Although the practices of mining actors are not monolithic, the temerity of Rover Metals to pursue drilling so close to a protected nature reserve demonstrates the lack of modern legal accountability and oversight that drives the broader industry’s heavy repercussions to ecological integrity and human rights. The fragile conditions of Ash Meadows and the inherent impacts of mining amount to a precarity that cannot be risked.

The protection of Ash Meadows is also warranted by current law. Of the 26 endemic species that inhabit the refuge, 12 of these are listed under the Endangered Species Act as threatened or endangered: the strongest protected status that a nonhuman organism can receive. But you can’t call a fish to the stand in court. And even with arrays of equipment and scientific professionals monitoring the environment’s health, none of these measures would matter when it would be virtually impossible to safely rescue or relocate these marvels of evolution in the event of groundwater contamination or diversion.

There is no doubt that Rover Metals — or any other party — would face severe legal and financial consequences if their operations were to damage Ash Meadows in the ways that conservationists across the Amargosa Basin have forewarned. Yet no amount of fines and penalties would be capable of restoring what stands to be lost through irreparable habitat destruction and extinction.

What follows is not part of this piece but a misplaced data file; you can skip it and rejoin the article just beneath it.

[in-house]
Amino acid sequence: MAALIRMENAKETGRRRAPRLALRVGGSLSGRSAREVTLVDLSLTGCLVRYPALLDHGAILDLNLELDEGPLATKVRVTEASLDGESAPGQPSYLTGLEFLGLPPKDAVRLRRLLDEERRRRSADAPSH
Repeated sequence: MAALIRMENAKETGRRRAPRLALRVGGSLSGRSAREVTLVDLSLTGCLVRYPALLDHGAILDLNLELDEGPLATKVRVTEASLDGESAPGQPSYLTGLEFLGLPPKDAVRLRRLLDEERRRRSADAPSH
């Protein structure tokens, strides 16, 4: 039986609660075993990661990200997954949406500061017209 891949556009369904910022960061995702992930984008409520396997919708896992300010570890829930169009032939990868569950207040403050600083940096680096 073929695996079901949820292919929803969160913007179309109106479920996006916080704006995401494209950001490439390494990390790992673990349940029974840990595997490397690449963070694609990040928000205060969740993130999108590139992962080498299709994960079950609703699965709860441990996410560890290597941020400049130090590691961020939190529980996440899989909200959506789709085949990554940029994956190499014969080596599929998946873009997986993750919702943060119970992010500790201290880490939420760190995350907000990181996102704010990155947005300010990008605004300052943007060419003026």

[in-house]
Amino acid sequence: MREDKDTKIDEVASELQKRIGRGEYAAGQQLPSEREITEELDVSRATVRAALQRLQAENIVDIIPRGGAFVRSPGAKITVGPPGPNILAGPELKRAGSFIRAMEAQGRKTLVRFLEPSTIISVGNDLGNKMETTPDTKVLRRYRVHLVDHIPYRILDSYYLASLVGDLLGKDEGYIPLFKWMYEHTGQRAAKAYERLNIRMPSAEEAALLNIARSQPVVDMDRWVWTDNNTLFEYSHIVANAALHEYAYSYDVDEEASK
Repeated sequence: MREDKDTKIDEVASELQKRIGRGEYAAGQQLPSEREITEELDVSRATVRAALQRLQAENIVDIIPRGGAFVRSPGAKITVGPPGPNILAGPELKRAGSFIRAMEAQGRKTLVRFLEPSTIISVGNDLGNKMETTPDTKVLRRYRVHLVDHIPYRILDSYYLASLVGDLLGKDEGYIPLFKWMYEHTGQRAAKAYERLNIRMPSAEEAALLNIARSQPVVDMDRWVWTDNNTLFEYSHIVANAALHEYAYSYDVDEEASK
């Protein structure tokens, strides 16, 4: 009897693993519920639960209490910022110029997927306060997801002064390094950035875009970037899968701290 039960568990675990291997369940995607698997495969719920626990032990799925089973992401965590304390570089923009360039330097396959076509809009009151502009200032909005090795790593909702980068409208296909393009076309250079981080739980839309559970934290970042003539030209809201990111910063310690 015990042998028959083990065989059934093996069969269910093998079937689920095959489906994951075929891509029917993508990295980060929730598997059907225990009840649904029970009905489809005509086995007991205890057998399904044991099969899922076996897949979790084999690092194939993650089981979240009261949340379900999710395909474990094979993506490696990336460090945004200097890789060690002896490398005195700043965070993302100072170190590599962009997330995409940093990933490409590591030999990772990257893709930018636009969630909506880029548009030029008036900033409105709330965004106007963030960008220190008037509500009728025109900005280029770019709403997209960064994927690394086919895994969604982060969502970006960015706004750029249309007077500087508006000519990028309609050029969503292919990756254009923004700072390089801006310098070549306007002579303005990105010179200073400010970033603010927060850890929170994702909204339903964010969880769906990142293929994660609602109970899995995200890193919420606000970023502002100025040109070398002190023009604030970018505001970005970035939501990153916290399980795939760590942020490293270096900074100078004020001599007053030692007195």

Conservationists have a long fight ahead to fend off Rover Metals’ established project. Compounding this struggle is the fact that there is currently nothing to stop any of the other mining firms staking claims across the Southwest from simply taking Rover’s place. However, there is a fix to this susceptibility. 

The most certain path forward to guarantee environmental justice and security for Ash Meadows is to deny permits to Rover Metals, and to further safeguard the area from any future mining claims through an administrative mineral withdrawal

Establishing this bulwark falls under the authority of the Biden administration, specifically the Department of the Interior and its current secretary, Deb Haaland. Federally withdrawing Ash Meadows from mineral extraction would prevent new mining claims from being filed in the area. Although this would not affect Rover Metals’ project, it would stop new mining companies from establishing themselves within such a sensitive region. 

In a time of unprecedented species loss, Ash Meadows must not be sacrificed. It is imperative to reject the notion of betraying stewardship of this natural wonder that has given humans a connection with nature for millennia, and sustained life found nowhere else on Earth. We have direct avenues to demand that our public and regulatory officials work to preserve the Galapagos of the Mojave, for the protection of biodiversity and to ensure that this special place can be enjoyed by the generations to come.

Dexter Lim is a student at UNLV,  who will graduate in spring 2024 with a Bachelor of Science degree in earth and environmental science and a minor in political science. Lim currently works as a student ambassador to Clark County School District for the UNLV Department of Geoscience and as a Resident-Scientist-in-Schools for the UNLV College of Sciences.

The Nevada Independent welcomes informed, cogent rebuttals to opinion pieces such as this. Send them to [email protected].